For years, Disney’s animated adaptations of classic fairy tales and novels have done very well, to the point that many think of Disney’s tales as the definitive versions. Now it seems as though their live-action fairy tale adaptations are becoming more successful than the competition as well. Recently, Disney’s live-action adaptation of The Jungle Book has been a box-office smash and garnered extensive critical acclaim for its’ visuals and its’ storytelling. By comparison, Universal’s The Huntsman: Winter’s War has been a box-office disaster.

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In 2015, Disney’s live-action Cinderella was a hit with critics and audiences alike, while Warner Brothers’ Pan, an adaptation of Peter Pan, failed at the box office and with critics.

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Cinderella was nominated for one Oscar, while Pan was nominated for two Razzies. Even though neither movie won their nominations, that should give you an idea of how both movies were generally received, and how Disney has remained the king of adaptations of classic stories, while other studios have had to turn to more recent stories to be successful. I’m trying to figure out why Disney films like The Jungle Book, Cinderella and Maleficent do so well, and I think there are several reasons.

For one, these live-action adaptations aren’t afraid to go to dark places with their characters. That may sound silly, considering that Disney has their own Nightmare Fuel section on TV Tropes with sections for their animated projects, but these movies can get pretty serious, and they can change your perceptions of the animated movies. For example, one of the most notable scenes in Maleficent is when the title character (Angelina Jolie) has her wings cut off by her former love interest Stefan (Sharlito Copley) in a scene that many have seen as a metaphor for rape. Now when I watch Disney’s Sleeping Beauty, I have to wonder about the animated version of King Stefan. Disney has been very keen on subverting the tropes of their past in recent years, but whereas 2007’s Enchanted whacked you over the head with the Aesop “Don’t live your life like a Disney movie”, a movie like Maleficent is more subtle in these matters, teaching the lesson that people’s morality is not black-and-white. A supposed villain can have heroic traits and a supposed hero can be as nasty as the villains he’s fighting.

Another reason is related to the first one. These movies tend to be more violent. Nowhere is that more evident than in The Jungle Book. Death is frequently invoked and they say that certain characters died. They don’t use metaphors…They openly mention words like “death” and “killed”. They don’t often do that in the animated movies. Big Hero 6, for example, sees a character die, but nobody says the words “die”, “died” or “dead”. Maybe it’s because real life doesn’t have the soft touch, but instead has the bludgeon. When you’re seeing a character in a live-action movie (or in The Jungle Book’s case, a life-like computer-animated character in a live-action movie), you’re seeing something that might happen in your everyday life as a freak or a fluke. As such, you’re looking for something closer to your reality, and in your reality, you don’t usually pussyfoot around with your words. You’re truthful, blatant, real. That’s what these movies can be, even if they’re dealing with talking animals.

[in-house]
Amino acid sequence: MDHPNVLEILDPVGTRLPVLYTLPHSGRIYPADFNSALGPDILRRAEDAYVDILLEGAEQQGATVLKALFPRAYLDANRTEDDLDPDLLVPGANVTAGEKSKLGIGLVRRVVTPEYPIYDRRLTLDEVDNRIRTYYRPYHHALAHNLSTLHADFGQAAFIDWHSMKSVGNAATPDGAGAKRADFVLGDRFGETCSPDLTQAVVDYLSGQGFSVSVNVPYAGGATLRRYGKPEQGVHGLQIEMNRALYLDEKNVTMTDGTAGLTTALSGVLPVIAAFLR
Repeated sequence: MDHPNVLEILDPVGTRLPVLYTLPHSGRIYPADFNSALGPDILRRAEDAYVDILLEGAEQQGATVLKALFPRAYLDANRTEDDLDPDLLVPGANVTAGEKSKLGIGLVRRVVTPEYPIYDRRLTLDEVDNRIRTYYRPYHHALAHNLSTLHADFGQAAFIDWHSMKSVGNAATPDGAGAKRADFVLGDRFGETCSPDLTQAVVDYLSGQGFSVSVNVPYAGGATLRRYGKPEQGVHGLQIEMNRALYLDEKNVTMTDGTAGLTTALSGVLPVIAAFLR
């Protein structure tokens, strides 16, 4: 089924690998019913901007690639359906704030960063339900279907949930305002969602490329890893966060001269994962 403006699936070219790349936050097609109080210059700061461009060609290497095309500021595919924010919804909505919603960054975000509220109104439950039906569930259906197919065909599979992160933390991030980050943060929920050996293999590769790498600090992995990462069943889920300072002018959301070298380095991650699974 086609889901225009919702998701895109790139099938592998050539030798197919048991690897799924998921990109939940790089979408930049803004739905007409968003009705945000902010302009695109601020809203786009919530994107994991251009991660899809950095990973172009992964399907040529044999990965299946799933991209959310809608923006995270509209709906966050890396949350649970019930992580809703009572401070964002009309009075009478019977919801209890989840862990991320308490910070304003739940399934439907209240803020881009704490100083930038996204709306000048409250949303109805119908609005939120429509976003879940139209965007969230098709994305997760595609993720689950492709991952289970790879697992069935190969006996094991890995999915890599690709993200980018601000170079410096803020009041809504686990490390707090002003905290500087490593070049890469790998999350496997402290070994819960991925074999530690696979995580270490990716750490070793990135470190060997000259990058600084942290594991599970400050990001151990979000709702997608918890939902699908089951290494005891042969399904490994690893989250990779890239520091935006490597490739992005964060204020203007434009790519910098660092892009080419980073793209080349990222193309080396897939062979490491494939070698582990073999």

Third, and I think probably most importantly, is that despite the dark directions these live-action adaptations take, there’s still enough of their animated predecessors’ DNA in them to make you think back on how you enjoyed the cartoons in your youth. Maleficent still has her spiel at the birth of Princess Aurora, while The Jungle Book still has songs like “The Bare Necessities” and “I Wanna Be Like You”, performed respectively with a laid-back style by Bill Murray and a great energy by Christopher Walken. There are still scenes of comedy relief, whether it’s through Aurora’s fairies in Maleficent, Helena Bonham Carter’s Fairy Godmother in Cinderella, or characters like Baloo and Ikki, a porcupine voiced by the late Garry Shandling in what would be his final movie before his untimely passing earlier this year.

I think, in the end, that the brain trust at Disney is so familiar with their animated versions of these classic stories that they can really change it up, yet at the same time, remind us all of why we loved the animated versions in the first place. Studios like Warner Brothers and Universal don’t have the same history with these characters that Disney does, and so they take the wrong lessons from Disney’s live-action adaptations. It would be nice to see Disney do some more original movies, but that’s what the animated division is for. I’ll be there for as many of Disney’s live-action adaptations as I can in the coming years. Will you?